This course evidences that you have addressed the learning needs in relation to DXA reporting. It enables you to maintain currency and safe clinical practice as required by local clinical governance procedures.
Regardless of your health profession you will be able to develop and enhance your practice as part of a multi-professional strategy and to utilise a systematic approach to reporting BMD and VFA results from DXA scans.
You will work closely with a service based mentor and the module team to consistently and independently report DXA scans and review the role of vertebral fracture assessment. You will also review both technical aspects of bone densitometry assessment and patient management in relation to national guidance.
This course covers central DXA - it does not cover peripheral DXA or quantitative ultrasound (QUS).
You'll study these topics:
- Normal and osteoporatic appearances on DXA images, including an understanding of normal variants
- The clinical risk factors that affect BMD
- Artefacts and confounding factors, such as patient positioning
- The radiographic appearance of vertebral fracture on lateral DXA images
- Treatment thresholds for different patient groups
- Treatment protocols
- The significance of changes in DXA results with time and the implications for treatment
- The effect of treatment on DXA results
- Quantitative and semi-quantitative vertebral fracture assessment, including fracture risk assessment
- Common pitfalls of interpreting DXA scan results
- Normal ranges
- Records and record keeping
- Radiation protection and IRMER
- Terminology and writing reports
- Governance framework
Who this course is for
You will be an experienced health professional working in an osteoporosis or DXA service that is either currently reporting on DXA scans or are about to commence.
- Angie Snow – Osteoporosis, DXA, Menopause
- Sue Barlow – DXA, Radiography
- Professor Jonathan Bayly – Osteoporosis, DXA, Falls
- Dr Claire Higham – Endocrinology, Osteoporosis, DXA
- Dr Abigail Samuels – Rheumatology, Osteoporosis, DXA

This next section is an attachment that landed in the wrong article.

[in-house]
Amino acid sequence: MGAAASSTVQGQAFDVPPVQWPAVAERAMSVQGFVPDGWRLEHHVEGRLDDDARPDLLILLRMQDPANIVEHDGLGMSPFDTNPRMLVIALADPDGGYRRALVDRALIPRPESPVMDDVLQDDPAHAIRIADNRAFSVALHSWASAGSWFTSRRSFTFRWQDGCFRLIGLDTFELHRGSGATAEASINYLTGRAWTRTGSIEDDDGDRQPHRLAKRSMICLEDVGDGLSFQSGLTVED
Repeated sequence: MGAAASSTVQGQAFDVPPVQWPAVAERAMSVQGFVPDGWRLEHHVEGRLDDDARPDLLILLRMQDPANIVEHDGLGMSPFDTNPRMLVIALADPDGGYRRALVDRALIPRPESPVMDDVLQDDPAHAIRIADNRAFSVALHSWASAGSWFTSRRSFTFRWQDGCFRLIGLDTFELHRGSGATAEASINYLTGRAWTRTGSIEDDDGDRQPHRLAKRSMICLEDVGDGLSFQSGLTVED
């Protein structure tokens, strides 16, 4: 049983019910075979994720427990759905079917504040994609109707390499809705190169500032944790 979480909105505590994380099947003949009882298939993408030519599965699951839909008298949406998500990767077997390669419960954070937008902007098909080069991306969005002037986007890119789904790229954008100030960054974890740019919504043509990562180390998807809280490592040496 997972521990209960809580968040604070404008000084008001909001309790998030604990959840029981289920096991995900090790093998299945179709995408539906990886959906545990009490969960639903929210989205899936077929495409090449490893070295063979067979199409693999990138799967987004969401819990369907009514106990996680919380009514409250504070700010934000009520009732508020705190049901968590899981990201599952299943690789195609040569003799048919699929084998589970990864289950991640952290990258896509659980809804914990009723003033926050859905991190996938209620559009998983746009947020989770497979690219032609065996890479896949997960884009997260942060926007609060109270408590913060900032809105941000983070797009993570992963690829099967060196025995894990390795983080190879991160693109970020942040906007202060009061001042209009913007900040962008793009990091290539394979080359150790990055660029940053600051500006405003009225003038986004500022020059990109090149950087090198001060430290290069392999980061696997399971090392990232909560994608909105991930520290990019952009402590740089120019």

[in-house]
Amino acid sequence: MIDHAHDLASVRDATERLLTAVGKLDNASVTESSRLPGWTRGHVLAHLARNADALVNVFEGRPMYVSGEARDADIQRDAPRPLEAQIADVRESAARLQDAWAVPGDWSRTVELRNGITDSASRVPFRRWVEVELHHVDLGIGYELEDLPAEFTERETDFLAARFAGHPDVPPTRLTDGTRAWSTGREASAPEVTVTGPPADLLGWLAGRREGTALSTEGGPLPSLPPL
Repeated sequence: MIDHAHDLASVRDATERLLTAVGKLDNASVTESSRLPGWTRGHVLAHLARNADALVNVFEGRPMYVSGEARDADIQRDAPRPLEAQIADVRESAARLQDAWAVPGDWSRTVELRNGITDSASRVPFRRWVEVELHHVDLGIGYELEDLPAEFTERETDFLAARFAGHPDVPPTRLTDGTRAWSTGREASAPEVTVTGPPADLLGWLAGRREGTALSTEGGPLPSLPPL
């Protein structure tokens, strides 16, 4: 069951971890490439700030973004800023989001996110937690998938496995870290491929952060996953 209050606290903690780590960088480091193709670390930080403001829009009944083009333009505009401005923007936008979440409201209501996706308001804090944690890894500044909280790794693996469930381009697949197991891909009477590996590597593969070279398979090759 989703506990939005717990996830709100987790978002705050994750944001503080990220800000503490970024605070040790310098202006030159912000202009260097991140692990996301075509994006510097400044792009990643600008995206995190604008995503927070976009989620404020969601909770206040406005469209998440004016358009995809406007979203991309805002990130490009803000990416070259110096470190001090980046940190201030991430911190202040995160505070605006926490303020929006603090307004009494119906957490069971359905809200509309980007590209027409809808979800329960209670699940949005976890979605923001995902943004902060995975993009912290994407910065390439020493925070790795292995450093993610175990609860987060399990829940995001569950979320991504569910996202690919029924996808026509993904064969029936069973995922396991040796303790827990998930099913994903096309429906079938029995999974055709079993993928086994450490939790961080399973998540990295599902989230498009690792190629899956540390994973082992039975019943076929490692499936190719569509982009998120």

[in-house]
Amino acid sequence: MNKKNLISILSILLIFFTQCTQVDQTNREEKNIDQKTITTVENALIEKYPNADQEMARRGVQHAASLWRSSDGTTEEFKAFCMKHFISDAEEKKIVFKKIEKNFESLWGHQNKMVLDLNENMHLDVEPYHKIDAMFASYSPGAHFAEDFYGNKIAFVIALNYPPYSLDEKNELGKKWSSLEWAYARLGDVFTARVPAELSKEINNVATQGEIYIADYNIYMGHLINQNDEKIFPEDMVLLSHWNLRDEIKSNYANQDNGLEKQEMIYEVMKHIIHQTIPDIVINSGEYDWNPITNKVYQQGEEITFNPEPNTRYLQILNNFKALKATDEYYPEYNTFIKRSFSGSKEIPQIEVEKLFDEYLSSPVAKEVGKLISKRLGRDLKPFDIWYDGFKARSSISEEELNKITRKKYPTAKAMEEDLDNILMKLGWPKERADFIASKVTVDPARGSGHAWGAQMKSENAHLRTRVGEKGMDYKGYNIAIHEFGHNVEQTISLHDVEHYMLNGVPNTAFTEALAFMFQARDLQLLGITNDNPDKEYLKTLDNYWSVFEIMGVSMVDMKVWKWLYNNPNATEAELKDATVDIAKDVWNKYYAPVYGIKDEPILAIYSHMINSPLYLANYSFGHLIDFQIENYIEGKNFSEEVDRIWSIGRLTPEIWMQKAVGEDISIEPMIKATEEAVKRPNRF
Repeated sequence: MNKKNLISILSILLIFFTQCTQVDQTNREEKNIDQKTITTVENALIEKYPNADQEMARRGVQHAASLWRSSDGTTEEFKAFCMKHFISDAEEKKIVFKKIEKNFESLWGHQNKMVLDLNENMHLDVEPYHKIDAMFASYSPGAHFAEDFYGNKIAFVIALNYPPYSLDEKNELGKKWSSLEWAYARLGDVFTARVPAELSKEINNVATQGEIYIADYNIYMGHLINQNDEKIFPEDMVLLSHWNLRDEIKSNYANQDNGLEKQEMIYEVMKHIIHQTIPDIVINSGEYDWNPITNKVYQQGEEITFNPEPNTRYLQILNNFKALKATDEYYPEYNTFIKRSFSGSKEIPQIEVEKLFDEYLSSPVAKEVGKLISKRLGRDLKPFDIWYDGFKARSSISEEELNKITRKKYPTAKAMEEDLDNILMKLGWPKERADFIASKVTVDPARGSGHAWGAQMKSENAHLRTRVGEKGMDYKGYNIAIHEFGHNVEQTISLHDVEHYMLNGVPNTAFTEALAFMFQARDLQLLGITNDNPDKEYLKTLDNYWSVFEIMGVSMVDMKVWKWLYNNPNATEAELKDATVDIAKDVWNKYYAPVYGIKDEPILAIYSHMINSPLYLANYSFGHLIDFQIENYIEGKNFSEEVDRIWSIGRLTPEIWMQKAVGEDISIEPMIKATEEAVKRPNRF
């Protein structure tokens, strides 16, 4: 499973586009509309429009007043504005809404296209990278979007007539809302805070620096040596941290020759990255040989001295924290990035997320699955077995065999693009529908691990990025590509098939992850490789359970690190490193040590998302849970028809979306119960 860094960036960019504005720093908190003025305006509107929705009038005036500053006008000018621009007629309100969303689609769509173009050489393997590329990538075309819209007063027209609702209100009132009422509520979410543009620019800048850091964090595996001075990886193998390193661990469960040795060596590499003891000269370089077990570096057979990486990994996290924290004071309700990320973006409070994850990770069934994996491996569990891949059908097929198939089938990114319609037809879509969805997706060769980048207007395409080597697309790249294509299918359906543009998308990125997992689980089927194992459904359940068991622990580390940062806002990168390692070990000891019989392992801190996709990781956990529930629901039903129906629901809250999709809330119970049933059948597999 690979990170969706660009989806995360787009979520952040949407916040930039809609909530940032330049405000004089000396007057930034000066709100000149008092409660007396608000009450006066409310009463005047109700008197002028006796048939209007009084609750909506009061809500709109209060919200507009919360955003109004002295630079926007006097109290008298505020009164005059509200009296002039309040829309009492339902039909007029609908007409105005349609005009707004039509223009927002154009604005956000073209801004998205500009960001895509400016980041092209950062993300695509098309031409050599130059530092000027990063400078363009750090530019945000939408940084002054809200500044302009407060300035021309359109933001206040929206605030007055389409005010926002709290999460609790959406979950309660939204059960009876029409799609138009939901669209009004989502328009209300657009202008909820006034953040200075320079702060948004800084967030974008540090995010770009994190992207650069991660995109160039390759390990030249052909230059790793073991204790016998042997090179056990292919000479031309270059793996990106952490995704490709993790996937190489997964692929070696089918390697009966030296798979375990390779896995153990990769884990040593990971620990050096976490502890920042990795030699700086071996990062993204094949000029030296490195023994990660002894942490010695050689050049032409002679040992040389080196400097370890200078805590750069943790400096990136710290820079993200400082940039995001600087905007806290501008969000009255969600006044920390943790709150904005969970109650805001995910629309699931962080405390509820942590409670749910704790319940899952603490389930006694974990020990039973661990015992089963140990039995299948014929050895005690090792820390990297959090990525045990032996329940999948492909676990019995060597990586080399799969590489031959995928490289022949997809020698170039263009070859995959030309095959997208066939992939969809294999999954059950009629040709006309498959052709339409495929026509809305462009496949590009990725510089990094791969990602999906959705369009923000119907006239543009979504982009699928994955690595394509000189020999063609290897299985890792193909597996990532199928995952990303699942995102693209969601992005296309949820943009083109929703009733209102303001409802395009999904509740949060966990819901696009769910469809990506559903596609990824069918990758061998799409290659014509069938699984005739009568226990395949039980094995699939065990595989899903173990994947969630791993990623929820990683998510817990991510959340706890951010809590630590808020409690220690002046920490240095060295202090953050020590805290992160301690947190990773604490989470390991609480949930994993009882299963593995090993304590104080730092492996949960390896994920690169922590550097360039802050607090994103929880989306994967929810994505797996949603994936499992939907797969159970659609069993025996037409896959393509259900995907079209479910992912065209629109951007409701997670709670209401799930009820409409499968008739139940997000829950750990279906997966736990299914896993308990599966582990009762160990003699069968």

The course is equivalent to two modules at masters level 7. It lasts for about 36 weeks, but is dependent on the time you need to develop your portfolio of evidence.
You'll attend a minimum of four study days which will support your learning, provide keynote lectures, case study discussions in small groups, and viewing of scan sessions. These interactive study days are an integral part of this course.
For 2018/19 you'll be required to attend University on the following days:
Monday 28 January 2019 and Tuesday 29 January 2019
Monday 13 May 2019 and Tuesday 14 May 2019
Mentor study day - TBC
OSCE - Wednesday 4 September 2019
Coursework submission - Tuesday 8 October 2019
Following the study days, you'll develop a reflective portfolio of 100 cases, where you have independently reported on BMD results and commented on normal variants, artefacts and appearances in the image.
You'll need to include a broad range of examples that reflect the diversity of your patient populations. 20 of your reports will need to include detailed reflective practice.
Your report should include treatment recommendations to agreed local protocols, which you'll need to include in your portfolio.
You must present an audit of your reports compared with those of a trained practitioner.
Your portfolio will need to be signed off by the trained practitioner who is your mentor in practice. You must ensure you have the support of a suitably appropriate mentor prior to admission on to the programme.
On completion of this course you should be able to:
- Consistently report on adult DXA images to a recognised clinical standard, incorporating diagnostic, technical and patient management aspects in line with national or agreed local protocols
- Independently provide a critical analysis and interpretation of management decisions on DXA images deriving from a range of scenarios that reflect clinical practice
- Review the role of vertebral fracturer assessment in the assessment of vertebral fractures and fracture risk assessment
A first degree or equivalent providing you with the academic and/or clinical competencies to work at the appropriate academic level; plus:
- Professional body state registration
- Be working as a health care professional (radiographer, technologist, nurse or doctor in a bone densitometry service, with the support of the clinician with clinical responsibility of the service who will sign off the reflective portfolio)
- Have completed appropriate IRMER training
- Successfully completion of the NOS National Training Scheme for Bone Densitometry, or the Postgraduate Certificate in Osteoporosis and Falls Management or equivalent
You will need to supply a reference on your suitability to study at Master’s level (Level 7) and written confirmation of mentor support.
If this is an LBR (Learning Beyond Registration) course, and you are eligible for LBR funding, the cost is funded by HEEM (Health Education East Midlands) - check the list of LBR courses.
If you are funding your own study, the full cost of this module is £1,400.
Apply directly to the University